When it comes to local government, then ‘local is lekker’ does not apply and the opposite is more likely. For many years municipalities have made concessions in terms of rates and taxes that apply to benevolent organisations, including institutions that care for traumatised children. Sadly, this has changed and one can only assume that municipalities do not embrace social responsibility as part of their corporate conduct or in business practise.
Every year without fail, the release of the Auditor-General results on municipalities and municipal entities is the only time that local government is consistently in the news. We are bombarded with news about the ‘best’ and ‘worst’ performing municipalities, but this is done in a manner that separates municipal financial management from the core business of local government- service delivery.
Barely three months into her new job, Nelson Mandela Bay Metropolitan Municipality’s newly appointed municipal manager, Lindiwe Msengana-Ndlela, faces suspension. The United Democratic Movement (UDM) has applied to court to compel the municipality to place Msengana-Ndlela on special leave. Interestingly, unlike many similar court battles about municipal managers, there are no allegations of misconduct or concerns about performance but questions about whether she is in fact qualified to be a municipal manager.
South Africa’s municipalities are a contested terrain. Divisions within (and between) political parties are overflowing into the life of municipalities, rendering some of them dysfunctional. Factionalism, patronage politics and corruption, maladministration, cadre deployment, political interference and a conflation of the party and the state have all contributed to the erosion of democratic, accountable and effective local government in some municipalities, while it has hindered service delivery provision in others.
The South African Institute of Race Relations (SAIRR) and the Friedrich Naumann Foundation for Liberty say corruption and a lack of legislated decision-making powers are the biggest obstacles to improving local government.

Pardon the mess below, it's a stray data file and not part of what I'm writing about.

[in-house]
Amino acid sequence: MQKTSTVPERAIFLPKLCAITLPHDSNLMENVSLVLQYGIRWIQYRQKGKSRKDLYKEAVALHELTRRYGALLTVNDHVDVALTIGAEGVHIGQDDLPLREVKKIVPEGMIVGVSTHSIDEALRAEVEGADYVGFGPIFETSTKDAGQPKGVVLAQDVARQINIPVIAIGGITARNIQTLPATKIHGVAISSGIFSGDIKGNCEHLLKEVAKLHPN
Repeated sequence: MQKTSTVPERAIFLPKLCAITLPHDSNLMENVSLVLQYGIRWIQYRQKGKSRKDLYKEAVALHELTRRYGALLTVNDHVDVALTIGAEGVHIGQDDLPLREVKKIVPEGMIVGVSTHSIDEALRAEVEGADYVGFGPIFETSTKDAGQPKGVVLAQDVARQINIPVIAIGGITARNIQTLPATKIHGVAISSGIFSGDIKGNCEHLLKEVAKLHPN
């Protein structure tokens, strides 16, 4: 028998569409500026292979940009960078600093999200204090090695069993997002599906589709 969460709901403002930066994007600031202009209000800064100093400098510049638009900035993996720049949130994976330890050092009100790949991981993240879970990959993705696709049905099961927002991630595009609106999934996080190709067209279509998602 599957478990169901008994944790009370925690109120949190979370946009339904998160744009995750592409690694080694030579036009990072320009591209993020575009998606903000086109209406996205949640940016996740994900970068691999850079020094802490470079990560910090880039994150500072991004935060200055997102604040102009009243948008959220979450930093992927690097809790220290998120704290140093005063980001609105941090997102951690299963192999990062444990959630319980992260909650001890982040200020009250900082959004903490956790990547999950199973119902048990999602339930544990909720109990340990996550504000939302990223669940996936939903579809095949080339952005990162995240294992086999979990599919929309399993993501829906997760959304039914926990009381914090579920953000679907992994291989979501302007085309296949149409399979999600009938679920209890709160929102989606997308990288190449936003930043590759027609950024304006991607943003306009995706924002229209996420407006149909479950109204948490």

The two organisations say corruption, along with municipalities’ lack of legislated decision-making powers, are the largest obstacles to the improvement of local government in the country.
The South African Local Government Association (SALGA) says that climate change is affecting the way in which municipal spaces are managed.
Speaking at IBSA Local Government meeting for knowledge sharing on Climate Change response, SALGA deputy chairperson, Mpho Nawa, says that SALGA’s view is that climate change is causing severe natural consequences in our communities.
He says the meeting shared experiences and perspectives about climate change before the upcoming conference in Durban.
Finance Minister, Pravin Gordhan, says that municipalities could have saved R27 billion in the previous financial year - that is R74 million per day by cutting down on unnecessary expenses.
Gordhan urged new council members to, “Cut down on non-essentials and get your planning, budgets, service delivery and bureaucracy right.”
Speaking at the launch of the Treasury’s latest financial municipal oversight report, Gordhan said that new council members have to “forget about fancy extras like brand new Mercedes-Benzes.”
The Constitutional Court has dismissed an application by residents of Moutse, who challenged two laws that relocated parts of their municipality from the Mpumalanga to Limpopo.
The matter involving Moutse, once a cross-border municipality straddling the Limpopo-Mpumalanga border, is the last of the cases where the Constitutional Court has had to decide on the constitutionality of the legislation on cross-border municipalities and the question of public participation.
Afesis-corplan, an Eastern Cape-based NGO contributing to community-driven development and good local governance in the Border-Kei region, has embarked on initiatives aimed at holding public officials accountable.
The organisation’s contention is that despite extensive legal and policy provisions geared towards ensuring the practice of good local governance in South African municipalities, the reality of local governance practice often falls well short of the policy ideals.
Deputy President, Kgalema Motlanthe, has announced that the local government elections will take place on 18 May 2011.
Addressing the National Council of Provinces, Motlanthe, who is acting president while President, Jacob Zuma, is abroad, said the term of municipal councils will end soon.
In addition, Motlanthe has called upon all South Africans to make full use of the last voter registration weekend of 5-6 March 2011, set by the IEC to ensure that their names appear correctly on the voters roll.